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Tellurian co-founder Charif Souki. Photo by Anthony Harvey/Getty Images

HOUSTON — A carbon tax would cost natural gas export company Tellurian Inc. hundreds of millions of dollars, but the company's founder is still backing the policy.

Driving the news: The Houston-based company has done internal modeling showing projected costs on its operations from a carbon tax, which at roughly $200 million a year would be “significant,” says co-founder Charif Souki. Tellurian announced last week it was donating $2 million to Columbia University’s Center on Global Energy Policy to research a carbon tax and related policies.

“[A carbon tax] would make American gas more expensive. Since we buy American gas as cheap as possible and try to resell it on the world market, it’s going to be a very significant cost to Tellurian. Regardless of this, it’s the right thing to do. We need to accept it and move on.”
— Charif Souki

Where it stands: The 3-year-old company is working to build an export terminal in Louisiana backed by its own gas resources and pipelines that allows partners to gain equity — a business model it hopes can ensure cheaper prices than competitors. It's projected to begin operating in early 2023.

  • Souki told me an interview last year that he supports a $40 per ton carbon tax, which is what his company modeled, although he says that ultimately he’s agnostic on whichever policy is able to adequately reduce emissions. Any tax would “affect companies individually, but it’ll be insignificant on the global scale," Souki told me in another interview last week at the CERAWeek by IHS Markit conference in Houston.
  • At least in the short-term, natural gas is likely to benefit from a carbon tax that pushes out coal for electricity, particularly in Asia's growing economies like India, which is poised to become one of Tellurian’s customers. Over time, though, it would also in theory reduce the use of natural gas and oil.

By the numbers: Tellurian ended last year with a nearly $126 million loss on roughly $11 million revenue, according to the Houston Chronicle. The Chronicle notes that the results are better than in 2017, when the company had $230 million loss on $5.4 million of revenue.

The big picture: Oil and gas companies are increasingly supporting and putting money behind lobbying for a carbon tax, driven by investor pressure and greater public awareness. But it remains a far-fetched idea in Washington for at least the next couple of years, with President Trump in the White House, Republicans controlling at least one chamber of Congress, and Democrats focused on the Green New Deal, which as of now doesn’t include an explicit price on emissions.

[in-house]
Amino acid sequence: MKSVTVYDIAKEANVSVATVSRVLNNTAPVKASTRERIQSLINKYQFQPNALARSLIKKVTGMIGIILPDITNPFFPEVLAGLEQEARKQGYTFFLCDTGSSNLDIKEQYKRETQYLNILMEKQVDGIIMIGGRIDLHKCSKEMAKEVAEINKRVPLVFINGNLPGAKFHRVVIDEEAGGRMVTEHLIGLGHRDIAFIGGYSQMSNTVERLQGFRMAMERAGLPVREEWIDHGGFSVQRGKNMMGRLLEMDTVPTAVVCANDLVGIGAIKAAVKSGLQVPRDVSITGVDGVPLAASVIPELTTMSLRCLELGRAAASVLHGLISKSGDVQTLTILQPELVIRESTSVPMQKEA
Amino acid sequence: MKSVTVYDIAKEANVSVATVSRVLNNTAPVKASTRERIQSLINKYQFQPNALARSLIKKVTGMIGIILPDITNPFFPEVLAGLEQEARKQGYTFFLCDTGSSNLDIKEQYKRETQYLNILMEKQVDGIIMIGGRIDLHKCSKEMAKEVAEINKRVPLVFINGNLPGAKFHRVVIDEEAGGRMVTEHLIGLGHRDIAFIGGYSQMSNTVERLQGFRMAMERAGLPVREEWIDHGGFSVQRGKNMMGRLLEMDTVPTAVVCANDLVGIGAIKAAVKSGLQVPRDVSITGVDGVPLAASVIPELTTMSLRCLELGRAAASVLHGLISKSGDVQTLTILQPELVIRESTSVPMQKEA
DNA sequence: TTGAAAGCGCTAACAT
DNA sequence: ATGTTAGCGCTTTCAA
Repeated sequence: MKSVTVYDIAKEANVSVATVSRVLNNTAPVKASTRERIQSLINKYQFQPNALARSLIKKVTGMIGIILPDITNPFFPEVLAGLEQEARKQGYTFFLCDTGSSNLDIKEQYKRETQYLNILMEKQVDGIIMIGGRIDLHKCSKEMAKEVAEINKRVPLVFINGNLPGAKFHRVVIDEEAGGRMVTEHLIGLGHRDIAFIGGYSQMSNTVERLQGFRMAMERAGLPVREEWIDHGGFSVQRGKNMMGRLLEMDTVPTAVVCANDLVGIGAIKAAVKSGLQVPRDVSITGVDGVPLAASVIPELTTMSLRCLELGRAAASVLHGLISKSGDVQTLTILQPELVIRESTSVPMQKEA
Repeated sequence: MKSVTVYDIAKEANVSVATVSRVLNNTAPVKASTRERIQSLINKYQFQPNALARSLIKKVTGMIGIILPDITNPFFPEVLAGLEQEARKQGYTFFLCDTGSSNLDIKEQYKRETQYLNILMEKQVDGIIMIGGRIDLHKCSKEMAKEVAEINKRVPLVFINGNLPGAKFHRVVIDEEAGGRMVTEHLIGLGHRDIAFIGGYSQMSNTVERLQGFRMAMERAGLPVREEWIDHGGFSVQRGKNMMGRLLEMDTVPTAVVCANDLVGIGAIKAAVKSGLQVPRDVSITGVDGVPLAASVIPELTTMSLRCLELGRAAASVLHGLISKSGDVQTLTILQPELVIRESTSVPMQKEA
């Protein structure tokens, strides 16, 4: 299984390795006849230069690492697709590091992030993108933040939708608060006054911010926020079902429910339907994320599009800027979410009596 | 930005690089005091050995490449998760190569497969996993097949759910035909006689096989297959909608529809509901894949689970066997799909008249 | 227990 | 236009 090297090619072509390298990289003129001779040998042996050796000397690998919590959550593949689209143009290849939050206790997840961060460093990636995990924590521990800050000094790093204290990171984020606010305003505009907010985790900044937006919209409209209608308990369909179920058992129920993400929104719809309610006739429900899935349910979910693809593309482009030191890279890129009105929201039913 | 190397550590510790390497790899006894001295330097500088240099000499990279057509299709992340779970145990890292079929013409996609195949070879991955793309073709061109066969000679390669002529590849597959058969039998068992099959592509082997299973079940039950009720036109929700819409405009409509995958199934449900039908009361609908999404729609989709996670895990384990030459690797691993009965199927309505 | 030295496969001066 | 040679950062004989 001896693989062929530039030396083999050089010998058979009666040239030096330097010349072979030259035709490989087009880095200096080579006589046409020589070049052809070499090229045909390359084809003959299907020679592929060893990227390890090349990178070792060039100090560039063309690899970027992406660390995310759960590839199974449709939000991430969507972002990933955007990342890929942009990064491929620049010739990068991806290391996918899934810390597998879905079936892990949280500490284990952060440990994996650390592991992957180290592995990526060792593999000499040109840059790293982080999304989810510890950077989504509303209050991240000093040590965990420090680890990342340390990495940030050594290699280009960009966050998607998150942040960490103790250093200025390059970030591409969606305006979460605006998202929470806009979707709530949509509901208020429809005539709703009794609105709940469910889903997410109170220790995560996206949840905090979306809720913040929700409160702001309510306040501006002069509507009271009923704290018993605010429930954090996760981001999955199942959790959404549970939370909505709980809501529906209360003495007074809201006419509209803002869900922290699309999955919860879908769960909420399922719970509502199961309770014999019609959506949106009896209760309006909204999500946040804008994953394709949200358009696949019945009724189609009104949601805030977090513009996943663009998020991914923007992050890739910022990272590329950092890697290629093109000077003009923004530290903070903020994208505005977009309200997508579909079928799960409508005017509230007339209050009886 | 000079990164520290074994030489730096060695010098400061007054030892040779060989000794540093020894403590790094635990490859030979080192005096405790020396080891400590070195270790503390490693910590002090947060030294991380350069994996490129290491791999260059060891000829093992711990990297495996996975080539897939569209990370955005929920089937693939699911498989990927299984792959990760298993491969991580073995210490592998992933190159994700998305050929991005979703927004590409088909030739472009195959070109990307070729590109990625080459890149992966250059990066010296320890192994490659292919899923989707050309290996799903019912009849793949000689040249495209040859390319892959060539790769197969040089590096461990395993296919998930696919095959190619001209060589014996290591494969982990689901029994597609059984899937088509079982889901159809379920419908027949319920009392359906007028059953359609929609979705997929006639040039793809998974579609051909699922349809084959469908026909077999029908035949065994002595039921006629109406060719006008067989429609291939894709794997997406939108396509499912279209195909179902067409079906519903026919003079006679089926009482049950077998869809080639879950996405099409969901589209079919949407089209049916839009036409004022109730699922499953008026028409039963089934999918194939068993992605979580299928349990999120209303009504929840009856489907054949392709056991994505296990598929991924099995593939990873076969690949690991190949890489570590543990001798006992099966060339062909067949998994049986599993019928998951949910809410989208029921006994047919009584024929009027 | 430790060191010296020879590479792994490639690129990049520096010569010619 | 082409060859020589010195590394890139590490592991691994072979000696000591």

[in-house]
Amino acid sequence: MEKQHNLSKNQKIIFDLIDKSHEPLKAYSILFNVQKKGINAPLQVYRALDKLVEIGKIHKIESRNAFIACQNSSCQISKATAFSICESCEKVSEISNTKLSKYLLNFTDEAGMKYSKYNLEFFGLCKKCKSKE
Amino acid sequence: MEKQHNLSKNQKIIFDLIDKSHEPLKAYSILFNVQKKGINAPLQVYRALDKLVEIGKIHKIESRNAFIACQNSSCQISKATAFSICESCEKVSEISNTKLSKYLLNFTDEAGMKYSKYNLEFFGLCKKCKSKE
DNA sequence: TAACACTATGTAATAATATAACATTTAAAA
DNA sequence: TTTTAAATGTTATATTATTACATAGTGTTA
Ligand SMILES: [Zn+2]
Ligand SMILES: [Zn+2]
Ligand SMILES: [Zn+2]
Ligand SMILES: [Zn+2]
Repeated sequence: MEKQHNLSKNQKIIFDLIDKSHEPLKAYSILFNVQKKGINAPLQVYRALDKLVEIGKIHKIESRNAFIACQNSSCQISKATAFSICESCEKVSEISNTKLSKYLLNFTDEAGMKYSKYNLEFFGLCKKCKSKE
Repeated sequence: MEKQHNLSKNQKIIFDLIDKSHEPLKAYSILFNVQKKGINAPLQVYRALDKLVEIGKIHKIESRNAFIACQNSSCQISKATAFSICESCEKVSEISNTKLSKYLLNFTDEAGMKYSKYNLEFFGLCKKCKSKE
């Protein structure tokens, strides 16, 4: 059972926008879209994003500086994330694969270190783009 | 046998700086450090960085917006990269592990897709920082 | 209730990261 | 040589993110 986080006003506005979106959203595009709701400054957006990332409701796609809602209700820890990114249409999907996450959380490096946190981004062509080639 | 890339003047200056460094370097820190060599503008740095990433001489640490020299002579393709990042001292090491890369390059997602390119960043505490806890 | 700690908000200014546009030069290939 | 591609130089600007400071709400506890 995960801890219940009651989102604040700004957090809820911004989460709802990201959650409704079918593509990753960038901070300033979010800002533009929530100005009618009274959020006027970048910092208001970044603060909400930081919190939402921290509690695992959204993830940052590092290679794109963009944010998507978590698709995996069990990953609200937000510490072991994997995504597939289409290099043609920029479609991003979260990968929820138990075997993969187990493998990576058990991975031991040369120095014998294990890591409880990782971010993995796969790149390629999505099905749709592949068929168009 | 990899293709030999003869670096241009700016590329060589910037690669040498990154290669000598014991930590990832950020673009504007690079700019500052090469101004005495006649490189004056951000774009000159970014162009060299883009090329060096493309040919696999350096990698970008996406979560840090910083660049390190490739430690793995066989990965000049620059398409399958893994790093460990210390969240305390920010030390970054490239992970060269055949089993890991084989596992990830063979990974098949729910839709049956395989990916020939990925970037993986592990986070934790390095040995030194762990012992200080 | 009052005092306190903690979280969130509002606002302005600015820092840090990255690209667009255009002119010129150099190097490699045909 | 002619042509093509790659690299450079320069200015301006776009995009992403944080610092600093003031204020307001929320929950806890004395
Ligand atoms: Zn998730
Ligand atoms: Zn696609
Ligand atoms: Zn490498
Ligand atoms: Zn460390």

Reality check: It’s easier for companies to absorb new taxes than it is for individual consumers, partly because companies often pass along those costs to consumers. That’s the main argument from Republicans for why they oppose any big action on climate change, although independent modeling — some done by Columbia University — shows that a carbon tax whose revenue is returned to consumers ultimately helps lower-income people.

Go deeper: Energy pioneer tries to surf the natural-gas wave

Editor's note: This piece was corrected to show Charif Souki is a co-founder of Tellurian (not CEO).

Go deeper

Salesforce rolls the dice on Slack

Illustration: Sarah Grillo/Axios

Salesforce's likely acquisition of workplace messaging service Slack — not yet a done deal but widely anticipated to be announced Tuesday afternoon — represents a big gamble for everyone involved.

For Slack, challenged by competition from Microsoft, the bet is that a deeper-pocketed owner like Salesforce, with wide experience selling into large companies, will help the bottom line.

FBI stats show border cities are among the safest

Data: FBI, Kansas Bureau of Investigation; Note: This table includes the eight largest communities on the U.S.-Mexico border and eight other U.S. cities similar in population size and demographics; Chart: Naema Ahmed/Axios

U.S. communities along the Mexico border are among the safest in America, with some border cities holding crime rates well below the national average, FBI statistics show.

Why it matters: The latest crime data collected by the FBI from 2019 contradicts the narrative by President Trump and others that the U.S.-Mexico border is a "lawless" region suffering from violence and mayhem.

Miriam Kramer, author of Space
2 hours ago - Science

The rise of military space powers

Illustration: Aïda Amer/Axios

Nations around the world are shoring up their defensive and offensive capabilities in space — for today's wars and tomorrow's.

Why it matters: Using space as a warfighting domain opens up new avenues for technologically advanced nations to dominate their enemies. But it can also make those countries more vulnerable to attack in novel ways.